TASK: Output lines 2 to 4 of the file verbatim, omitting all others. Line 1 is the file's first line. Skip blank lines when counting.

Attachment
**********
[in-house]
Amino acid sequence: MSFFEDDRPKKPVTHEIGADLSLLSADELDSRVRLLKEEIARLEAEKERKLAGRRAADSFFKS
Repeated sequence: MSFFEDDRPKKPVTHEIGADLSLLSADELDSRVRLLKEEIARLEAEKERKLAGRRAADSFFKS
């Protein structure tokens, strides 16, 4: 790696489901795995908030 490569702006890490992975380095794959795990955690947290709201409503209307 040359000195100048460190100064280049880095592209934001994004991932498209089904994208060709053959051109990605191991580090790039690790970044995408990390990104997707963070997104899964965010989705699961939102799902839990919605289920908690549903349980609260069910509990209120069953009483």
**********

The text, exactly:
Amino acid sequence: MSFFEDDRPKKPVTHEIGADLSLLSADELDSRVRLLKEEIARLEAEKERKLAGRRAADSFFKS
Repeated sequence: MSFFEDDRPKKPVTHEIGADLSLLSADELDSRVRLLKEEIARLEAEKERKLAGRRAADSFFKS
């Protein structure tokens, strides 16, 4: 790696489901795995908030 490569702006890490992975380095794959795990955690947290709201409503209307 040359000195100048460190100064280049880095592209934001994004991932498209089904994208060709053959051109990605191991580090790039690790970044995408990390990104997707963070997104899964965010989705699961939102799902839990919605289920908690549903349980609260069910509990209120069953009483």